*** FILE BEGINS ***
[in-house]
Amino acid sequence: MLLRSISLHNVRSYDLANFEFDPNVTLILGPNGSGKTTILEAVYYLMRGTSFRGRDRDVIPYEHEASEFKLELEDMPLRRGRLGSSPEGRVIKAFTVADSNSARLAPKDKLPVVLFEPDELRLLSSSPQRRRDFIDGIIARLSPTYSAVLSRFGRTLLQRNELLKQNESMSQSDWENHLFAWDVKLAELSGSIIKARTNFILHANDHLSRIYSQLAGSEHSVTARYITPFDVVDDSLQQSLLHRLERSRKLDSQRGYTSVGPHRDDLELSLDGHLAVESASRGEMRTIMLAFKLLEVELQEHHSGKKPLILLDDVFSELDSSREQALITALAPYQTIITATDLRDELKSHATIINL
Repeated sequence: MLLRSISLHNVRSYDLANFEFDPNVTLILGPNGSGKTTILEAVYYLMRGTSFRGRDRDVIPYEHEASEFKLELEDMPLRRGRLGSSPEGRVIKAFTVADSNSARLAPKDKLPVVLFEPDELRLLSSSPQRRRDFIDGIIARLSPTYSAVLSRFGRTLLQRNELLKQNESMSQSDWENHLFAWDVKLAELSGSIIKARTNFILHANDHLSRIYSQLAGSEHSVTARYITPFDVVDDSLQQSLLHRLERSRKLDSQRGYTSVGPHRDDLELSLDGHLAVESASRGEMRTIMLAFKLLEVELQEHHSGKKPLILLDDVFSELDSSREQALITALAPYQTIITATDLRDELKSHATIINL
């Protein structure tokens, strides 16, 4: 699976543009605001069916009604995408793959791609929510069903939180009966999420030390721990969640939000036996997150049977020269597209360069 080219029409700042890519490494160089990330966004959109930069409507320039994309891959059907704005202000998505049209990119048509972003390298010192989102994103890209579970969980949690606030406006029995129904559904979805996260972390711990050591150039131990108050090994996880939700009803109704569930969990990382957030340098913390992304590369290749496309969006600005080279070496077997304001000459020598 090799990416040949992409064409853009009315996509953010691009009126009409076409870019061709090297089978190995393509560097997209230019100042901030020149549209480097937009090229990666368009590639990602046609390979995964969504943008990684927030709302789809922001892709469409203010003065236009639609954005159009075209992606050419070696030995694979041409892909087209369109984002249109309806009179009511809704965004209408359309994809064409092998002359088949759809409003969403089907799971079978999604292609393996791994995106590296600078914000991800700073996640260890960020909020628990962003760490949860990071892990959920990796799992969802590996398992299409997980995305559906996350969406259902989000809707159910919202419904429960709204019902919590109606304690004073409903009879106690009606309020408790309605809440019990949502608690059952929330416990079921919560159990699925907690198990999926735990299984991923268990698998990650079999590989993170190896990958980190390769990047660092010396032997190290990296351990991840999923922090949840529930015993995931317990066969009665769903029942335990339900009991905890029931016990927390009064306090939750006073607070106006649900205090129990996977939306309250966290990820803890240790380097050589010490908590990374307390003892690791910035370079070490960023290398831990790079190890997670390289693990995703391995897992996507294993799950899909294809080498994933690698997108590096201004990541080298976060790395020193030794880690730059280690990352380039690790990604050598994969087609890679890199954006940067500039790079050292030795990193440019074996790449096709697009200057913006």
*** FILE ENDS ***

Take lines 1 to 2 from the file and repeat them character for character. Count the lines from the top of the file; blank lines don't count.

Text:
[in-house]
Amino acid sequence: MLLRSISLHNVRSYDLANFEFDPNVTLILGPNGSGKTTILEAVYYLMRGTSFRGRDRDVIPYEHEASEFKLELEDMPLRRGRLGSSPEGRVIKAFTVADSNSARLAPKDKLPVVLFEPDELRLLSSSPQRRRDFIDGIIARLSPTYSAVLSRFGRTLLQRNELLKQNESMSQSDWENHLFAWDVKLAELSGSIIKARTNFILHANDHLSRIYSQLAGSEHSVTARYITPFDVVDDSLQQSLLHRLERSRKLDSQRGYTSVGPHRDDLELSLDGHLAVESASRGEMRTIMLAFKLLEVELQEHHSGKKPLILLDDVFSELDSSREQALITALAPYQTIITATDLRDELKSHATIINL